Herb Gardner’s sweetly offbeat tribute to nonconformity comes vividly and quite faithfully to the screen in Fred Coe’s A Thousand Clowns.
The Production: 4/5
Herb Gardner’s sweetly offbeat tribute to nonconformity comes vividly and quite faithfully to the screen in Fred Coe’s A Thousand Clowns. With several key members of its Broadway cast recreating their stage roles with some other additions in other important parts, A Thousand Clowns plays even more effectively today with our more keenly celebrated championing of individuality and less rigidly defined family units giving the plot’s central conflict a real reason to draw and hold our attention. Kino Lorber has provided viewers with a clear, clean transfer of this 1965 comedy-drama.
“Middle-aged” twelve-year-old Nick (Barry Gordon) lives with his Uncle Murray Burns, a television comedy writer who has been out of work for five months. School officials have alerted the Department of Social Services about a possible necessity of placing Nick with more suitable parental figures, and the two social workers (William Daniels, Barbara Harris) who arrive are not inclined to leave Nick where he is. Murray is also goaded by his agent-brother (Martin Balsam) to go back to work for both his and his nephew’s sake, but Murray is hesitant to buckle under the yoke of conformity even when he falls for the female social worker and she falls for him.
Herb Gardner has adapted his Broadway play for the screen condensing some of the lengthy speeches (it nevertheless still runs almost two hours) but opening up the single set dramedy to allow Murray, Nick, and social worker Sandy to tour actual New York City locations including the Statue of Liberty, Wall Street, Central Park, Lincoln Center (when parts of it were still under construction), the docks, and other notable haunts. Still, even with director Fred Coe’s several urban montages (a holiday lark with Murray and Nick, a love montage for Murray and Sandy on a bicycle-built-for-two, Murray’s search for legitimate employment), we spend most of our time in Murray’s one room apartment with all of the clever, pointed dialogue that is the play’s strong point. Yes, Gardner hasn’t gotten rid of the writery tendency for characters to continually address by name the people they’re talking to, but the focus on nonconformity and individuality is still front and center even if the play’s conclusion does sell out some of its point for the sake of love.
Jason Robards, Jr. reprises his Broadway role as the happy-go-lucky Murray Burns who comes crashing to Earth when the threat of losing his beloved nephew becomes too real. Having honed his performance on the stage over hundreds of performances, Robards is able to expand on his sense of irrepressible irresponsibility through the wider canvas of the screen, and he’s quite excellent without ever going overboard. Barry Gordon who had earned a Tony nomination for his stage performance likewise repeats as the precocious Nick, intelligent and grown-up far beyond his years who nonetheless succumbs to his real age when Uncle Murray begins to display traits he doesn’t think are worthy of him. Barbara Harris replaced the Tony-winning Sandy Dennis as social worker Sandy who falls long and hard (perhaps too quickly) for Murray and Nick, an instant family for her. She’s quirky and lovable in the role if lacking just the greater touch of poignancy that Dennis would have brought to the part. Martin Balsam won the Best Supporting Actor Oscar as Murray’s level-headed agent-brother Arnold who makes no apologies for playing the game of life conventionally, and Gene Saks is equally as good as the pathetically unfunny children’s TV host who depends on Murray’s idiosyncratic writing skills to give him a funny edge to his Chuckles the Chipmunk character. William Daniels is reliably amusing as the stuffy social worker who is appalled at his partner’s willingness to bend to this unconventional living situation, and that’s John McMartin in a tiny part of one of the men willing to give Murray a job.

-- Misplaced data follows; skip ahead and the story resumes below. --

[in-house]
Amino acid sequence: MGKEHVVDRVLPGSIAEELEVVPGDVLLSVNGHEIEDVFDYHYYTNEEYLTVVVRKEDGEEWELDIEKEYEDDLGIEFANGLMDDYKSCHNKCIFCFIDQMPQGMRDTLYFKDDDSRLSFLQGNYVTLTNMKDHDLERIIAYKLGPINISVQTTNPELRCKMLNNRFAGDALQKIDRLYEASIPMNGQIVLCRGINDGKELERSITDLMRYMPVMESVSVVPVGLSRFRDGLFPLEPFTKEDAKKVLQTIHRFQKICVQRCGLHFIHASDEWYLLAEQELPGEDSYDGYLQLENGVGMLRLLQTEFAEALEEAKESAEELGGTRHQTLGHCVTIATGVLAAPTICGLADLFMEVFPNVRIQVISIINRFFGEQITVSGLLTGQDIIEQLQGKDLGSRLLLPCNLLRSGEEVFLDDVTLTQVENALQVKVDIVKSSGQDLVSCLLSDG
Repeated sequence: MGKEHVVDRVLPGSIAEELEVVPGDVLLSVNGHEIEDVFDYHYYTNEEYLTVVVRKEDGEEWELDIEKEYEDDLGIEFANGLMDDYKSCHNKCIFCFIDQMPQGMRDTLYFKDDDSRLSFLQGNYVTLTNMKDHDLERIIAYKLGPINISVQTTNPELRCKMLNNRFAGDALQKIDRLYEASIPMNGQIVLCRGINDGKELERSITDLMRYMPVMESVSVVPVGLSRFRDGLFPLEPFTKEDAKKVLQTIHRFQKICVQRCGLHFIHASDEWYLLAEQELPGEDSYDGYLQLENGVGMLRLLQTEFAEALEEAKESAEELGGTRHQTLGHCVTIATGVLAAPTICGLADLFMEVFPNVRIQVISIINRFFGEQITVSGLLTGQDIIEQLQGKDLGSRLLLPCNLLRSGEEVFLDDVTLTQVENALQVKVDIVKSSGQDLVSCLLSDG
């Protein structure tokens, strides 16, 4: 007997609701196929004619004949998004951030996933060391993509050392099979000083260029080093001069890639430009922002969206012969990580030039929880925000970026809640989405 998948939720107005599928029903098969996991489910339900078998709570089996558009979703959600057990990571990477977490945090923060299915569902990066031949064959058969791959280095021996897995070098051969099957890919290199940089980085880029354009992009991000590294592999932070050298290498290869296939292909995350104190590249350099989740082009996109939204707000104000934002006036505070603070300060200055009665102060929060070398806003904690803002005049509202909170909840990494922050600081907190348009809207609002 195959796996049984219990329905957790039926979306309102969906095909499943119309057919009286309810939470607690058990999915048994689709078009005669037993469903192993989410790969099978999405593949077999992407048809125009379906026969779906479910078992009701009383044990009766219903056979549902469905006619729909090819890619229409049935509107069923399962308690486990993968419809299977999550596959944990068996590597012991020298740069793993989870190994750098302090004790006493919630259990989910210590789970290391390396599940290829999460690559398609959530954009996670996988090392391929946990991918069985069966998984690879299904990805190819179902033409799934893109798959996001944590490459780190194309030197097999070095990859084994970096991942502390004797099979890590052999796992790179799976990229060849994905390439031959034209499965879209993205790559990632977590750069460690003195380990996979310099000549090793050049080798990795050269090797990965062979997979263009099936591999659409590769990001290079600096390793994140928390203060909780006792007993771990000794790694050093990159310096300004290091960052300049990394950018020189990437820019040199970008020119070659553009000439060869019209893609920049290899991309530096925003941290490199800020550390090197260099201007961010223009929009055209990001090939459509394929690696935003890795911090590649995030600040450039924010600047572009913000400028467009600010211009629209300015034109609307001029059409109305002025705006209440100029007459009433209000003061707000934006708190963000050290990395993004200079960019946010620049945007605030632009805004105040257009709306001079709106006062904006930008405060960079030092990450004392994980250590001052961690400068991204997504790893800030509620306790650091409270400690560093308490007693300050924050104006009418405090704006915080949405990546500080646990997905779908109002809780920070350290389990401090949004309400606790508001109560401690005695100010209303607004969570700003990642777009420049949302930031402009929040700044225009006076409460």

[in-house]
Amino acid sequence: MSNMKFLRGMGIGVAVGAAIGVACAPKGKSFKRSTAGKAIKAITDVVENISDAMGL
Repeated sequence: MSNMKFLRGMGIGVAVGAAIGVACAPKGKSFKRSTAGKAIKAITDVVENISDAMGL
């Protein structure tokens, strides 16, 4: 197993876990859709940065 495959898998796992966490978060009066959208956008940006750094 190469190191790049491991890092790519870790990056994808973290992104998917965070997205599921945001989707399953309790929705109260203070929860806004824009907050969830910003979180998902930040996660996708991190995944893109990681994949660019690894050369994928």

3D Rating: NA
The film has been framed at 1.66:1 and is presented in 1080p resolution using the AVC codec. At first, the transfer gives every indication of being somewhat of a disappointment with some debris and overtly coarse grain, but things normalize nicely and very quickly, and the picture becomes sharp and solid (excepting glamour close-up shots of Barbara Harris). The grayscale is excellent with rich black levels and crisp whites and with contrast wonderfully realized. The movie has been divided into 9 chapters.
The DTS-HD Master Audio 2.0 mono sound mix is quite typical of its era. Early in the film there seems to be some sibilance in dialogue stretches with a bit of harshness on the soundtrack but that disappears and the remainder of the track is clean and clear with no age-related problems with crackle, hiss, hum, or flutter. The Oscar-nominated music by Don Walker and the sound effects have been professionally mixed with the dialogue to produce the single track.
Special Features: 2.5/5
Diary of a Middle-Aged Kid (15:22, HD): a new interview with actor Barry Gordon recounting his early career and his memories of starring on the stage and later making the film of A Thousand Clowns.
Theatrical Trailer (3:02, SD)
Kino Trailer: Cabo Blanco
Oscar nominated for Best Picture and Best Screenplay in 1965, A Thousand Clowns comes to Blu-ray in a lovely transfer with all of its comedy and drama intact, filled with rich performances and some memorable local photography of New York City in the mid-1960s. Recommended!
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